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Redwood City Council amends redistricting maps to include mobile homes

Members will vote to advance a map during the Feb. 14 council meeting.

After nearly an hour and a half of deliberations, the Redwood City Council Monday night voted to revise one of the proposed redistricting maps and revisit the discussion in two weeks. The meeting was the fourth public hearing on the redistricting process. 

The motion, proposed by Council member Lissette Espinoza-Garnica, amends Draft Plan C2 to incorporate the mobile home parks along East Bayshore Road into Friendly Acres. It passed with six votes, former mayor Diane Howard dissenting.

Draft Plan C2 was one of two recommended by the Advisory Redistricting Committee (ARC), which were voted on unanimously by the committee during their final meeting on November 17 and presented to the council in December. Three publicly submitted maps were also considered.

The suggestion to include the mobile homes with Friendly Acres was first raised during the public comment. 

Lou Covey, a resident of Friendly Acres, said he was glad to see the mobile home parks included in his district, “because they are part of our neighborhood.” 

Resident Rona Gundrum spoke on behalf of the publicly submitted maps, explaining that Friendly Acres, the Stambaugh-Heller neighborhoods and the mobile home parks should stay together because of their shared community of interest concerns.

During the council discussion, several points were raised, including the diversity of each map, whether to consider ARC-recommended maps more seriously and how to minimize confusion for residents when adopting new districts.

Vice Mayor Diana Reddy said she has heard from many people who are “frustrated and kind of upset about the district maps and not knowing where they belong.” She said that “exacerbating the confusion around that is not something that I want to do” and spoke in support of publicly submitted map 95144, describing it as “minimal change.”

Howard also supported the publicly submitted maps, specifically for their inclusion of the mobile home parks within the Friendly Acres neighborhood.

“I've been working with the mobile home parks since the late 80s,” she said. “I know that they feel very much a part of Friendly Acres; they go to their neighborhood meetings; they shop at Marsh Manor; they feel a part of that community. They have schools in common. They have sea level rise and flooding in common. So for me, it was very important to identify a map that was encompassing the mobile home parks as part of a bigger community where they felt very much at home.”

Espinoza-Garnica said they felt "the same insecurity about the mobile homes" and proposed a motion to amend map C2 to group the mobile home parks with Friendly Acres. Council member Jeff Gee seconded the motion.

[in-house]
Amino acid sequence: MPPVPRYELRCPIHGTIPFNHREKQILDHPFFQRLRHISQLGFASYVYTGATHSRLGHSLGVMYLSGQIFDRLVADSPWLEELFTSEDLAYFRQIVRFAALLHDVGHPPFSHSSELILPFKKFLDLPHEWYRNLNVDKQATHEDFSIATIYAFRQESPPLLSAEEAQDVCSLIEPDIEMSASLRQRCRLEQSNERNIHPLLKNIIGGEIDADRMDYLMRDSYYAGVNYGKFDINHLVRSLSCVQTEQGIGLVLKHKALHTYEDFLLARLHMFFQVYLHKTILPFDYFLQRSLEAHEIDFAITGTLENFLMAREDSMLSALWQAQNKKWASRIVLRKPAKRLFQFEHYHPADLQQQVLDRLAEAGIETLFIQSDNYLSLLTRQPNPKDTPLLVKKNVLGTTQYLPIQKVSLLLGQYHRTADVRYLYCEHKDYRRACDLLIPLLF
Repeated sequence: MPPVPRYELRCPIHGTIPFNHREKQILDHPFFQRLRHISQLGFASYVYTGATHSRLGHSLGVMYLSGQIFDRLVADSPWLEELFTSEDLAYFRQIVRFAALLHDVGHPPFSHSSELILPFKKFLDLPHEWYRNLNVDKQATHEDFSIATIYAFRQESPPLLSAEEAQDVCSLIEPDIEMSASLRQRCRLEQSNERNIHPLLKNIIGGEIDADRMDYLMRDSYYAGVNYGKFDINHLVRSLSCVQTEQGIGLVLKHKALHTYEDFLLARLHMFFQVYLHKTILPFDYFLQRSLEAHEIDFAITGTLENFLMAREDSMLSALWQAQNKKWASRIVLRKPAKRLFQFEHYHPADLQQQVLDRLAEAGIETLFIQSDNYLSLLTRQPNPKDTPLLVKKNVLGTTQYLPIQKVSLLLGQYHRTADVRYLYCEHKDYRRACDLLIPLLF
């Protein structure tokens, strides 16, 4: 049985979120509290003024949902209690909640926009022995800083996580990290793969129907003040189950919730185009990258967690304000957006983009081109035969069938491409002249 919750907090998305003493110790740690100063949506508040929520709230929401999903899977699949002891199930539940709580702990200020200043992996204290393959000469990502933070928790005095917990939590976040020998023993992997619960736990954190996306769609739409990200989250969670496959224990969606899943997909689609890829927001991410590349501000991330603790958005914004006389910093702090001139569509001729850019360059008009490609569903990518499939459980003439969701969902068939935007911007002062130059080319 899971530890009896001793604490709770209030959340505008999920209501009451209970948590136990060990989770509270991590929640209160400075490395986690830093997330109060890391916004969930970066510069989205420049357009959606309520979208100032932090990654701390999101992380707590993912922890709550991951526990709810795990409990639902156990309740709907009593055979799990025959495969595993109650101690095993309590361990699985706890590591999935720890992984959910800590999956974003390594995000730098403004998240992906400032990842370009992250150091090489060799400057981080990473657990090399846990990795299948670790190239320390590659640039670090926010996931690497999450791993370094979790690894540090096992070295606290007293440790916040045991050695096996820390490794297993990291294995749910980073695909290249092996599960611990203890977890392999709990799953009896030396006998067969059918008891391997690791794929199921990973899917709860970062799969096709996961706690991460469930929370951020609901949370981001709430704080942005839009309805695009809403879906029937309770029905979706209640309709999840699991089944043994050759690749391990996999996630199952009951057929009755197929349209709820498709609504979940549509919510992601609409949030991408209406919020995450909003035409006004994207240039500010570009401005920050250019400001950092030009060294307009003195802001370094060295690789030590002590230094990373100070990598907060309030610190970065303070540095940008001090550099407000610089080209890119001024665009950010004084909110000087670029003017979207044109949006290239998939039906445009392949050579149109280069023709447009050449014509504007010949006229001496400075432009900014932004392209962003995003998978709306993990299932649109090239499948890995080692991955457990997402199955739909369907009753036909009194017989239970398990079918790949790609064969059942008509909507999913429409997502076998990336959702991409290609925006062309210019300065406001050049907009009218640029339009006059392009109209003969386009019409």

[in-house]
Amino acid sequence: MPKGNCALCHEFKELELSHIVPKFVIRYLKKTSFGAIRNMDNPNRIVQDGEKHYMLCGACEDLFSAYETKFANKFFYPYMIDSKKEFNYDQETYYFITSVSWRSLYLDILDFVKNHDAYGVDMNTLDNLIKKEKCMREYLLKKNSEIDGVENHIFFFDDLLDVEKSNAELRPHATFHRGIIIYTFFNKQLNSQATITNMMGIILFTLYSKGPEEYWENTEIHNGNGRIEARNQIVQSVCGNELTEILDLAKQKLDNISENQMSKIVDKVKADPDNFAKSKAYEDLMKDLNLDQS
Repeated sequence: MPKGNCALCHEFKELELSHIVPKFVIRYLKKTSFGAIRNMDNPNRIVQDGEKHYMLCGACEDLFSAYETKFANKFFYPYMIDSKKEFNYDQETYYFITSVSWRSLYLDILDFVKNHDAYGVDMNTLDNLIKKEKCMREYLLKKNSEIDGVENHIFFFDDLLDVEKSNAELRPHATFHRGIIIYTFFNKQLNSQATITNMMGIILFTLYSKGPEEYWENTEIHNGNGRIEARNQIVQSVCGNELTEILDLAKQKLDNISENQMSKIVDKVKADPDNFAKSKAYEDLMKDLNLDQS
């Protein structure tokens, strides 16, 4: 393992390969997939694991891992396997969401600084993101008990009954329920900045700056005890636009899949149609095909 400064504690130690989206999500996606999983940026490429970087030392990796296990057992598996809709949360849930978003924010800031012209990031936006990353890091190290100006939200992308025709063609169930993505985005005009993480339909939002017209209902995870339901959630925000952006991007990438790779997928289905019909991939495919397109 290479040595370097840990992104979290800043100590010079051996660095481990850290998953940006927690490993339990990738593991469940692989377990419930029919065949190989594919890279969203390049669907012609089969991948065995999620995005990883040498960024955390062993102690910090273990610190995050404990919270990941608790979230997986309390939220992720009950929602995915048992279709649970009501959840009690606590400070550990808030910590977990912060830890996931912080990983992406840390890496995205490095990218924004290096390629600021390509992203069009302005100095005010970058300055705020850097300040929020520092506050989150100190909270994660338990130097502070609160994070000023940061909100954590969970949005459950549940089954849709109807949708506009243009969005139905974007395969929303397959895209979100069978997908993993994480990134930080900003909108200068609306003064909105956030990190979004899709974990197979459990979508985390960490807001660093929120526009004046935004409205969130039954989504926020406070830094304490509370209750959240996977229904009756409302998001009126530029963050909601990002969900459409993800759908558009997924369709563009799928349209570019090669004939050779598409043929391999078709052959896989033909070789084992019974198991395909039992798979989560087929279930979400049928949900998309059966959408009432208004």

Expressing "a lack of enthusiasm for fixing a map when we have two perfectly good maps," Reddy spoke in support of the publicly submitted maps.

Howard, who also expressed interest in the publicly submitted maps, said she was not ready to vote on one map and put forward a motion to "study further both maps 95144 and C2." Reddy seconded the motion.

Howard's motion failed, while Espinoza-Garnica's passed.

The council will reconvene to vote on advancing a map during the Feb. 14 city council meeting, which will be formally adopted two weeks later. By law, the city has until April 14 to submit a final map to the county.

Plan C2 divides 10 neighborhood associations, while keeping seven intact, according to the staff report. It keeps Redwood Shores in one single district and Farm Hill and Canyon in another. The map keeps portions of Eagle Hill, Central and Roosevelt together around Red Morton Park and groups portions of Woodside Plaza with Palm.

Other maps discussed were Plan B, also recommended by ARC, as well as three publicly submitted maps, Map ID 93875, 95144 and 99395, with slight deviations.

All maps have a plan deviation below the 10% ceiling from the ideal population size for each district, as determined by the city. Both maps create two districts that are more than 50% Latinx and more than 37% Asian. Both maps maintain the City’s two current majority-minority districts, with a population of more than 50% Latinx residents and more than 37% Asian residents.

Redistricting, which happens every ten years, is meant to realign the seven voting districts for the roughly 85,000 people that live in Redwood City.


Leah Worthington

About the Author: Leah Worthington

Leah is the lead reporter for the Redwood City Pulse. A Bay Area native, she has written about everything from biotechnology to true crime. When she's not writing, you can find her running or baking. Habla español!
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